Before me lies an expanse of synagogues and golden mosque roofs. Arabic dwellings rectangular, like lego houses.
We have stopped off at a lookout point to view, from above, the Old City that I’ve only read about, and now Jerusalem spread across the desert plain in front of us.
We are surrounded not by sand dunes, but parched hills with a bristly beard of dry grass. Over the hills lies visible tread of where a dry fire spread and then halted – the trees dead, black like ash, distinct from those mere inches away that remained untouched.
There is a warm wind enveloping my skin, just lukewarm enough to make the heat pleasant, but as we walk, I taste nothing but the dryness at the back of my throat.
It is hot. There is only the smell of my unscented sunscreen, and once in a while, a hint of greenery, maybe the scent of the olive tree. These are seen for miles, the only life in an otherwise choked city desert.
The air resonates with the string of the cicada. Occasionally, there is the sound of a pebble grinding underneath my foot against the concrete; occasionally, the sparse caw of a bird.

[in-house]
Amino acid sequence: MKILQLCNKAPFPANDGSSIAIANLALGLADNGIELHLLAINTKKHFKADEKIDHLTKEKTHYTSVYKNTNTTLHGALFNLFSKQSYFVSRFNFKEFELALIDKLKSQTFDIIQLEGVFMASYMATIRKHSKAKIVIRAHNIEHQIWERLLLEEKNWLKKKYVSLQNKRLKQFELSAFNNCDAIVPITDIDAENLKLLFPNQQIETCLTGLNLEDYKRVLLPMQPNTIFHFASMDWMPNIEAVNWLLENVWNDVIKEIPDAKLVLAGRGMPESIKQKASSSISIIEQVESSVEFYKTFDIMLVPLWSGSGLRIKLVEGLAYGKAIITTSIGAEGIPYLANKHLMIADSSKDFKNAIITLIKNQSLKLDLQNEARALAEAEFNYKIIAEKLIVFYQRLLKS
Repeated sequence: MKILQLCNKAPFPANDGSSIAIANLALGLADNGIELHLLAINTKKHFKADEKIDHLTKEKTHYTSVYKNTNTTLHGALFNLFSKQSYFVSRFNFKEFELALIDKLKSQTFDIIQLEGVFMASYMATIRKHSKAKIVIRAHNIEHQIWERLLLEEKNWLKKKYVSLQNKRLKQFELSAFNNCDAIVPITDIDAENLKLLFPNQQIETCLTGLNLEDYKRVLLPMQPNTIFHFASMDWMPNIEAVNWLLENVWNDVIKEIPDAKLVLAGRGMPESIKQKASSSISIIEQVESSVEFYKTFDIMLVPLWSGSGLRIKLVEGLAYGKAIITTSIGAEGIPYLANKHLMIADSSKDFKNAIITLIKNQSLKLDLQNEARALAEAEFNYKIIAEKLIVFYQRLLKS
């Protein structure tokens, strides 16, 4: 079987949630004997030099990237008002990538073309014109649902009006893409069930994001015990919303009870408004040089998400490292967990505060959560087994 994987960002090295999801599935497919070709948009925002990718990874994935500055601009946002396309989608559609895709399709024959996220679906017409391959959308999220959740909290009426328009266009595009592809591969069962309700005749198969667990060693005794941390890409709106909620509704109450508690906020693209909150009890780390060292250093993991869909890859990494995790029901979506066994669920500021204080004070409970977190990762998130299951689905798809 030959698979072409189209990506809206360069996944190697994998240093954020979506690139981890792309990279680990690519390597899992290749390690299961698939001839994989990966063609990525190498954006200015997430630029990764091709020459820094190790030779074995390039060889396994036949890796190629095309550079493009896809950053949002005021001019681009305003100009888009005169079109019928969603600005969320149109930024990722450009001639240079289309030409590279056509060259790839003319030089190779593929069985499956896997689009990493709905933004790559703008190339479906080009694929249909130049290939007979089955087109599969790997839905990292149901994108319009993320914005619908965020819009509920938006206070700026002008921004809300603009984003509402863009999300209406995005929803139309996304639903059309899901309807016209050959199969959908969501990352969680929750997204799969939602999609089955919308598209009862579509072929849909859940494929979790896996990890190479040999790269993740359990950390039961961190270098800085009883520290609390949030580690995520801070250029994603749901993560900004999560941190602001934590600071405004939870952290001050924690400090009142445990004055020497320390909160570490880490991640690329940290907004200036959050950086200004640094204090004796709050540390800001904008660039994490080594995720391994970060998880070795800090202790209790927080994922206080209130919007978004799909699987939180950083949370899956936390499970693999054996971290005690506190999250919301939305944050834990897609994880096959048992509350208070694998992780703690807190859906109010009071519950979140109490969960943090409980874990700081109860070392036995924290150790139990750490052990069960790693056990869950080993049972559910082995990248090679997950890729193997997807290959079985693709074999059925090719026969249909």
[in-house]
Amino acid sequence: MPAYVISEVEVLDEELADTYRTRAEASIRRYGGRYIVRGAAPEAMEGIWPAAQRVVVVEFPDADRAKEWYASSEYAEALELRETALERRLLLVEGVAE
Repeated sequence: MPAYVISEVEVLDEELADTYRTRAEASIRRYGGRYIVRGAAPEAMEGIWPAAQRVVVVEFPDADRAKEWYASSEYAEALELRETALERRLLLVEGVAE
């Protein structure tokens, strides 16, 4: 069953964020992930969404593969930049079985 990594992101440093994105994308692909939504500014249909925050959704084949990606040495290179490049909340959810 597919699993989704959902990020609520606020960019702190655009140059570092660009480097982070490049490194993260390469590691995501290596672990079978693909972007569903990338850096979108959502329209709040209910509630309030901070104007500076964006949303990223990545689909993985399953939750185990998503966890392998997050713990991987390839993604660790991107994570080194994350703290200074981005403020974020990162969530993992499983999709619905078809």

And then, out of the stirring, a wail. A low human wail, first quietly, and then more emphatically as it gradually makes its way over the city, the adhān summoning all Muslims to prayer. It wavers through the droning, louder and louder, until it fills the air like a mixture of goats baying, cars honking, dogs howling.
It encompasses everything, pauses, and then continues. And as it does, Israel swirls around me in all its essence:
Vanilla stone structures, olive trees; Jerusalem below.